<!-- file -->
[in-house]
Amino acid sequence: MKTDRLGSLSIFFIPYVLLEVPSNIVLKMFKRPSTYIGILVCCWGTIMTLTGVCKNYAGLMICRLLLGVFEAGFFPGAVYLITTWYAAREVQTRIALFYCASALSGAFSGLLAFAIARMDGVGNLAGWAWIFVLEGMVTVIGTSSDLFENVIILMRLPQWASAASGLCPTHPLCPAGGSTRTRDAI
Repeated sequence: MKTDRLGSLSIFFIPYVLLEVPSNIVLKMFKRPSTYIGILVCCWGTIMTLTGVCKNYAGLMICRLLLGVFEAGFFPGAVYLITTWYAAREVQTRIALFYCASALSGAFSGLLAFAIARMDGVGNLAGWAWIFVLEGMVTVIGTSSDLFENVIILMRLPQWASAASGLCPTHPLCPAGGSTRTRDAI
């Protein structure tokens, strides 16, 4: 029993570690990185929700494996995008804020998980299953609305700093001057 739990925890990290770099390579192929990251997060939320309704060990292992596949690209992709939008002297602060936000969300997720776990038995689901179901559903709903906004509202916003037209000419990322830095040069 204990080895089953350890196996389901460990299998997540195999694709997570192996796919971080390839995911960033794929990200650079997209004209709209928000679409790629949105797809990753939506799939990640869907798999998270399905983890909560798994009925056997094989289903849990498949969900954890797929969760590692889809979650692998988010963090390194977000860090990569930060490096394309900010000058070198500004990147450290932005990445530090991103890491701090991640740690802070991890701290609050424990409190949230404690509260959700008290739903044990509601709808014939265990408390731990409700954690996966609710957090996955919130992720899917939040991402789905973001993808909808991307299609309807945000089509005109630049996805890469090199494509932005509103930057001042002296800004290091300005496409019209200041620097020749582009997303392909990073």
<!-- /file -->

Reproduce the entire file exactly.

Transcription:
[in-house]
Amino acid sequence: MKTDRLGSLSIFFIPYVLLEVPSNIVLKMFKRPSTYIGILVCCWGTIMTLTGVCKNYAGLMICRLLLGVFEAGFFPGAVYLITTWYAAREVQTRIALFYCASALSGAFSGLLAFAIARMDGVGNLAGWAWIFVLEGMVTVIGTSSDLFENVIILMRLPQWASAASGLCPTHPLCPAGGSTRTRDAI
Repeated sequence: MKTDRLGSLSIFFIPYVLLEVPSNIVLKMFKRPSTYIGILVCCWGTIMTLTGVCKNYAGLMICRLLLGVFEAGFFPGAVYLITTWYAAREVQTRIALFYCASALSGAFSGLLAFAIARMDGVGNLAGWAWIFVLEGMVTVIGTSSDLFENVIILMRLPQWASAASGLCPTHPLCPAGGSTRTRDAI
């Protein structure tokens, strides 16, 4: 029993570690990185929700494996995008804020998980299953609305700093001057 739990925890990290770099390579192929990251997060939320309704060990292992596949690209992709939008002297602060936000969300997720776990038995689901179901559903709903906004509202916003037209000419990322830095040069 204990080895089953350890196996389901460990299998997540195999694709997570192996796919971080390839995911960033794929990200650079997209004209709209928000679409790629949105797809990753939506799939990640869907798999998270399905983890909560798994009925056997094989289903849990498949969900954890797929969760590692889809979650692998988010963090390194977000860090990569930060490096394309900010000058070198500004990147450290932005990445530090991103890491701090991640740690802070991890701290609050424990409190949230404690509260959700008290739903044990509601709808014939265990408390731990409700954690996966609710957090996955919130992720899917939040991402789905973001993808909808991307299609309807945000089509005109630049996805890469090199494509932005509103930057001042002296800004290091300005496409019209200041620097020749582009997303392909990073």